Following a cyberattack, Optus, one of the largest telecommunications companies in Australia, is investigating the possible unauthorised access of current and former customers’ information.
Upon discovering this, Optus immediately shut down the attack. Optus is working with the Australian Cyber Security Centre to mitigate any risks to customers. Optus has also notified the Australian Federal Police, the Office of the Australian Information Commissioner and key regulators.
“We are devastated to discover that we have been subject to a cyberattack that has resulted in the disclosure of our customers’ personal information to someone who shouldn’t see it,” said Kelly Bayer Rosmarin, Optus CEO.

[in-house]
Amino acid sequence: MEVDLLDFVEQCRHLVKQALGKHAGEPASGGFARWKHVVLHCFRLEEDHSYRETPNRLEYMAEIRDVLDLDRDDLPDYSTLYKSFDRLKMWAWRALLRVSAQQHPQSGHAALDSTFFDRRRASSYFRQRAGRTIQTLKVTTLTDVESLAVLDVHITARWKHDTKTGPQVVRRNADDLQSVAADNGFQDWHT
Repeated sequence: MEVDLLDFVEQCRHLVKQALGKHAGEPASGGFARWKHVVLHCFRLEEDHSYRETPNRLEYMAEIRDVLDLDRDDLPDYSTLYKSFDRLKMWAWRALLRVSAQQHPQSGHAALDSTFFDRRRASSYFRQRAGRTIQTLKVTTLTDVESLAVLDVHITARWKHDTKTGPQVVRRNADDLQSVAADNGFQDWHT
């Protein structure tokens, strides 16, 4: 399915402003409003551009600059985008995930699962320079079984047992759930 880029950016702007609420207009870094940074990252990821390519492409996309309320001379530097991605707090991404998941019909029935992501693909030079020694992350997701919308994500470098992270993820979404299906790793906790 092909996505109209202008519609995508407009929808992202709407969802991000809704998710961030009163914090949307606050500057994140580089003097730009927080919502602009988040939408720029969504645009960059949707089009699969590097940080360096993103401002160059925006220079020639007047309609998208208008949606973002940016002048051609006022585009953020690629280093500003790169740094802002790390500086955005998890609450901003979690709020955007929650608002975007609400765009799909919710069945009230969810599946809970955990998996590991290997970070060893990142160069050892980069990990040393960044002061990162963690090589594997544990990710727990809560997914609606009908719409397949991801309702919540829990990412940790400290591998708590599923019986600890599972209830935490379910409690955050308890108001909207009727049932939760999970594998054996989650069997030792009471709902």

“As soon as we knew, we took action to block the attack and began an immediate investigation.”
Optus assured its customers that it is working hard and engaging with all the relevant authorities and organisations to help safeguard its customers.
The information which may have been exposed includes customers’ names, dates of birth, phone numbers, email addresses and, for a subset of customers, addresses, ID document numbers such as driver’s licence or passport numbers. Payment detail and account passwords have not been compromised.
Dan Davies, CTO at Maintel, commented on the announcement: “The recent cyberattack on Optus has exposed sensitive information for potentially millions of customers. Although the telco acted fast in responding, it was too late to protect personal data.”
He continued: “Business leaders should take heed and implement the correct tools to protect their systems. It is imperative organisations put in place and update their security infrastructure constantly, as one chink in the armour could lead to a killer blow for the entire organisation.”Click below to share this article